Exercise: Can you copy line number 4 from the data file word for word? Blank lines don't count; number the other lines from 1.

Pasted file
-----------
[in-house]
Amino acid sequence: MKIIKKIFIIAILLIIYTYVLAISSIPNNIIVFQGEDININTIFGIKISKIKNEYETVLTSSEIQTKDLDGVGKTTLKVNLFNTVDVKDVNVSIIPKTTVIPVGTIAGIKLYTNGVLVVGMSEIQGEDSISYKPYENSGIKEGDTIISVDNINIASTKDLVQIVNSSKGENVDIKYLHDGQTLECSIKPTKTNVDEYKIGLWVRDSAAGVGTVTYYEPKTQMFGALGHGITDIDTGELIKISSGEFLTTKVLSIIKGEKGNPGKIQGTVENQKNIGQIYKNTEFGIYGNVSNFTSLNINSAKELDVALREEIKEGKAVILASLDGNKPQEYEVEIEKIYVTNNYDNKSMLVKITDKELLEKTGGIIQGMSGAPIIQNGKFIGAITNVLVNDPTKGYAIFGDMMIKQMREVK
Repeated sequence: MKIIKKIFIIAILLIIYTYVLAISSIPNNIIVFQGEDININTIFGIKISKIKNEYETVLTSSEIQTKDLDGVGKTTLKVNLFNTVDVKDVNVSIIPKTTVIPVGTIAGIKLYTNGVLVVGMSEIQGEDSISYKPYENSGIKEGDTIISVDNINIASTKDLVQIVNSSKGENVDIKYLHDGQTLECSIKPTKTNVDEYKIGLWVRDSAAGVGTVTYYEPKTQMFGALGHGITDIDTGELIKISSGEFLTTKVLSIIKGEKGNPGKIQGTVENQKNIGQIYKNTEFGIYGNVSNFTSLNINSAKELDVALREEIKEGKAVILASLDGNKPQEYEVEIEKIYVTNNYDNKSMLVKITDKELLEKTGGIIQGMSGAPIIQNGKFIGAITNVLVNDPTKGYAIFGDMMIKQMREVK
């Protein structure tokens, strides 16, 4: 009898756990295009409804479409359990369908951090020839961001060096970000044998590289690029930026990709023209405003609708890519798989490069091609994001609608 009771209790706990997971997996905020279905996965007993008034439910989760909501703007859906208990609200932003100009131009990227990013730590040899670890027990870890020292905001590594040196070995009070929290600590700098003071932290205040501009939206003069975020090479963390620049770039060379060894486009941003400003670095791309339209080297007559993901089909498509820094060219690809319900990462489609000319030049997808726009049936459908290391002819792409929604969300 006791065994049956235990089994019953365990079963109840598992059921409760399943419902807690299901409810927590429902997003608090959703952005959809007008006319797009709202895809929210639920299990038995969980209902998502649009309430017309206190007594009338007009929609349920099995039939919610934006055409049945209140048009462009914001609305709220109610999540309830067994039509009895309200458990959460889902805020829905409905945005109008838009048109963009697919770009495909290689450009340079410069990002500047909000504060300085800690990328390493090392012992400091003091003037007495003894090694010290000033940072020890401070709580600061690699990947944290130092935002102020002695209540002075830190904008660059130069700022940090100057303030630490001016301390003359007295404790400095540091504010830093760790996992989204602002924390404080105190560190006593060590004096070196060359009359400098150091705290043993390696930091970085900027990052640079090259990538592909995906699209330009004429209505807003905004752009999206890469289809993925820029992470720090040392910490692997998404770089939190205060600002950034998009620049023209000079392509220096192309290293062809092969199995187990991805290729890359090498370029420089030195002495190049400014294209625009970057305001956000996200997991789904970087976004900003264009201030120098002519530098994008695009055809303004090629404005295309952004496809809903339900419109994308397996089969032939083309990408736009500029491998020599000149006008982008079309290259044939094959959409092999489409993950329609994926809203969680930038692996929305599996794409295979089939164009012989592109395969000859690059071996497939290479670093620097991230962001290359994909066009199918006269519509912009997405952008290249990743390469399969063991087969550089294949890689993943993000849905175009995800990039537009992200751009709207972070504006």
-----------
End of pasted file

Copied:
């Protein structure tokens, strides 16, 4: 009898756990295009409804479409359990369908951090020839961001060096970000044998590289690029930026990709023209405003609708890519798989490069091609994001609608 009771209790706990997971997996905020279905996965007993008034439910989760909501703007859906208990609200932003100009131009990227990013730590040899670890027990870890020292905001590594040196070995009070929290600590700098003071932290205040501009939206003069975020090479963390620049770039060379060894486009941003400003670095791309339209080297007559993901089909498509820094060219690809319900990462489609000319030049997808726009049936459908290391002819792409929604969300 006791065994049956235990089994019953365990079963109840598992059921409760399943419902807690299901409810927590429902997003608090959703952005959809007008006319797009709202895809929210639920299990038995969980209902998502649009309430017309206190007594009338007009929609349920099995039939919610934006055409049945209140048009462009914001609305709220109610999540309830067994039509009895309200458990959460889902805020829905409905945005109008838009048109963009697919770009495909290689450009340079410069990002500047909000504060300085800690990328390493090392012992400091003091003037007495003894090694010290000033940072020890401070709580600061690699990947944290130092935002102020002695209540002075830190904008660059130069700022940090100057303030630490001016301390003359007295404790400095540091504010830093760790996992989204602002924390404080105190560190006593060590004096070196060359009359400098150091705290043993390696930091970085900027990052640079090259990538592909995906699209330009004429209505807003905004752009999206890469289809993925820029992470720090040392910490692997998404770089939190205060600002950034998009620049023209000079392509220096192309290293062809092969199995187990991805290729890359090498370029420089030195002495190049400014294209625009970057305001956000996200997991789904970087976004900003264009201030120098002519530098994008695009055809303004090629404005295309952004496809809903339900419109994308397996089969032939083309990408736009500029491998020599000149006008982008079309290259044939094959959409092999489409993950329609994926809203969680930038692996929305599996794409295979089939164009012989592109395969000859690059071996497939290479670093620097991230962001290359994909066009199918006269519509912009997405952008290249990743390469399969063991087969550089294949890689993943993000849905175009995800990039537009992200751009709207972070504006």